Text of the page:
Not once has she been so generous as to attribute such lapses to human error or plain ignorance. This is politics, after all, with little room for generosity, least of all toward the opposing party. Even if her natural instincts had tempted her to be motherly kind, I suspect her testosterone-overloaded colleagues would quickly remind her of the facts of life in permanently polarized political Saint Lucia. It need also be said that the last thing anyone might expect to encounter would be the gap-toothed Jadia on high heels daintily traipsing in the muddy footsteps of the handicapped opposition, especially when it comes to keeping the interested but information-starved public updated on the movements of notoriously peripatetic parliamentarians, in particular, the comings and goings of the nation’s prime minister.

So, was that Ms JnPierre-Emmanuel’s slip showing when presumably she absentmindedly insinuated in her press release that so desirous of being heard in Capetown was her boss that he didn’t mind at all paying out of his own pocket for the privilege? Did she have in mind the flack that had followed his official visit to the London Games and set out to avoid a repeat performance? Is Socialist International so recession-broke as to be unable to afford airline tickets and hotel expenses for Saint Lucia’s prime minister and his entourage, never mind that he was reportedly scheduled to deliver one of the event’s more important addresses?

And speaking of the prime minister’s South Africa entourage: Did it also include, as bruited about, his supremely talented wife who had also accompanied him and other cheerleaders for Saint Lucia at the London Games? Who paid? The taxpayer? Caricom? The Commonwealth Secretariat? The ANC? The good lady’s famously generous hubby? Especially intriguing is that according to my research the Saint Lucia Labour Party—like that of St Vincent and the Grenadines—has not paid Socialist International membership dues in a long time, consequently could not attend the Capetown congress save as “observer parties.”

Inexplicably, nothing in the related literature our sources accessed indicates Dr. Anthony was in any capacity invited “to address the congress,” let alone as a “keynote speaker.” So was that also a faux pas on the part of the prime minister’s normally efficient press secretary? With all the advertised expertise at the government’s disposal, why did no one correct the mistake before it went out to the media—if indeed there was a mistake? Is it indicative of anything, that the date of the release and the date of the prime minister’s departure are precisely the same, August 24? Does the coincidence suggest last-minute decisions? We were happy to present to STAR readers our prime minister’s address at the earlier mentioned Mauritius conference of education ministers. But try as we might, we have not been able to lay hands on his keynote address at the Socialist International congress.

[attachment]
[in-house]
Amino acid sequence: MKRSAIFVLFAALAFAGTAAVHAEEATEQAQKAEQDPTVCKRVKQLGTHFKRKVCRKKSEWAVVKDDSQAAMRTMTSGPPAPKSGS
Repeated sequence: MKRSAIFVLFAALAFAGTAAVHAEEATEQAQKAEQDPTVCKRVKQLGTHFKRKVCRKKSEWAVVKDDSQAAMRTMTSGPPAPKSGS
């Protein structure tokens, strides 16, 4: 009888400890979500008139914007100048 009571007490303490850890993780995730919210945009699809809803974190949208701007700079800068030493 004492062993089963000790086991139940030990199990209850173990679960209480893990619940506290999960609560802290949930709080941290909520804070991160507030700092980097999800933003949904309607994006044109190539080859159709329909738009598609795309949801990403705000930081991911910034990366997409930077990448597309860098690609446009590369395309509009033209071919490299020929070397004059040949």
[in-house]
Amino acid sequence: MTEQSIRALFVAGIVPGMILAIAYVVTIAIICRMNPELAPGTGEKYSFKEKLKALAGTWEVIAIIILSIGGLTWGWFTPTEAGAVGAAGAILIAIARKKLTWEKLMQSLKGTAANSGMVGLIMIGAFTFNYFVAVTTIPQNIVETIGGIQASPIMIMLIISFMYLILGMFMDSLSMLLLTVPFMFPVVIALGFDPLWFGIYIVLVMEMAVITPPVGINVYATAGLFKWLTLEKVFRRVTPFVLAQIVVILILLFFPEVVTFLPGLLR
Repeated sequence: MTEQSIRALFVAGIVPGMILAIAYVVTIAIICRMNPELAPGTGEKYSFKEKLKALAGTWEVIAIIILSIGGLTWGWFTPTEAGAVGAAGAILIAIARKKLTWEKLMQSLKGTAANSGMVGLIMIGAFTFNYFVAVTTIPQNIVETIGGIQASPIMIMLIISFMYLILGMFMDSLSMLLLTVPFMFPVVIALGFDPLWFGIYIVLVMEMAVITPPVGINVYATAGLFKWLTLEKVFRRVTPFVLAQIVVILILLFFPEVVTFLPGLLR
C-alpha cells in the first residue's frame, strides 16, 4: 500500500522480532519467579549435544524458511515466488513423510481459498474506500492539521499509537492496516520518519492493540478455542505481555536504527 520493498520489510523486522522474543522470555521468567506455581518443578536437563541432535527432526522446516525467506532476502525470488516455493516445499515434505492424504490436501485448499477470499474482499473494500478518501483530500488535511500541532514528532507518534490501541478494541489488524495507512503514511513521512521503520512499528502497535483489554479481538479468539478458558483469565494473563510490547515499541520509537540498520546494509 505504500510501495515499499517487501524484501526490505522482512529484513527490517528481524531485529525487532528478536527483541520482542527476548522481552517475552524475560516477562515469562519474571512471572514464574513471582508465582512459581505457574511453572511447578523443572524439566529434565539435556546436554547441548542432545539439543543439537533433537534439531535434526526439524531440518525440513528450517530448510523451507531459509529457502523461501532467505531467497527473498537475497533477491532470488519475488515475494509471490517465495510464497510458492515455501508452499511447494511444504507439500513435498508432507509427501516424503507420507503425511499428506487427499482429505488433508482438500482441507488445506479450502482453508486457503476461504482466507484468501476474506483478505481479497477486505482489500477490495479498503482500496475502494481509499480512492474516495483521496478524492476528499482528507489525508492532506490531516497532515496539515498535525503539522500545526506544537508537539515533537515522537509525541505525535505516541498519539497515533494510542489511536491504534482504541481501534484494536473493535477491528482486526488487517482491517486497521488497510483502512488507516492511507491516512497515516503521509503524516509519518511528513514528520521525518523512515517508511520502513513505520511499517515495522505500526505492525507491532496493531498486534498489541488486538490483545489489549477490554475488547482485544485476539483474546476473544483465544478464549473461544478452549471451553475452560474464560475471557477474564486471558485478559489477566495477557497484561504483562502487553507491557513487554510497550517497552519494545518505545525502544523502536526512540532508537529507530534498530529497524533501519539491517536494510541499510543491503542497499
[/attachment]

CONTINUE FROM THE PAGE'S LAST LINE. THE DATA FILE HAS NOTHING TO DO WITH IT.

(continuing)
Truth be told, none of our sources at the Capetown conference could recall a speech by the Saint Lucian prime minister—which does not necessarily mean our prime minister simply sat on his duff and took in the proceedings like other observers not slated to take center stage. Perhaps our prime minister did address the congress at a time when our sources were elsewhere, perhaps enjoying a refreshment break.

On the other hand we easily accessed addresses by Socialists International president George Papandreou, Jacob Zuma, Nabeel Shath, Hermes Binner and several others. But not the keynote address that might’ve concerned most Saint Lucians. Might someone closer to home be better placed to set us right following that well circulated August 24 press release from the office of the prime minister?

Or can we expect to be told it’s none of our business whom or what Dr Anthony, in “his capacity as prime minister of Saint Lucia,” represented in Capetown, whether or not as an “observer party?” Can we expect official confirmation that Dr. Anthony paid his own fare and the expenses of his entourage, government speechwriter and all, therefore is accountable only to such as Alva Baptiste, Earl Bousquet, Leo Clarke and the handpicked ladies with their red dress on, all of whom are at this time making whoopee with their Chinese brothers and sisters, and too busy getting fraternally tight to care about what went down, or didn’t go down, in Capetown seemingly an eternity ago, never mind it was for the rest of VAT-fearing Saint Lucia just about three weeks?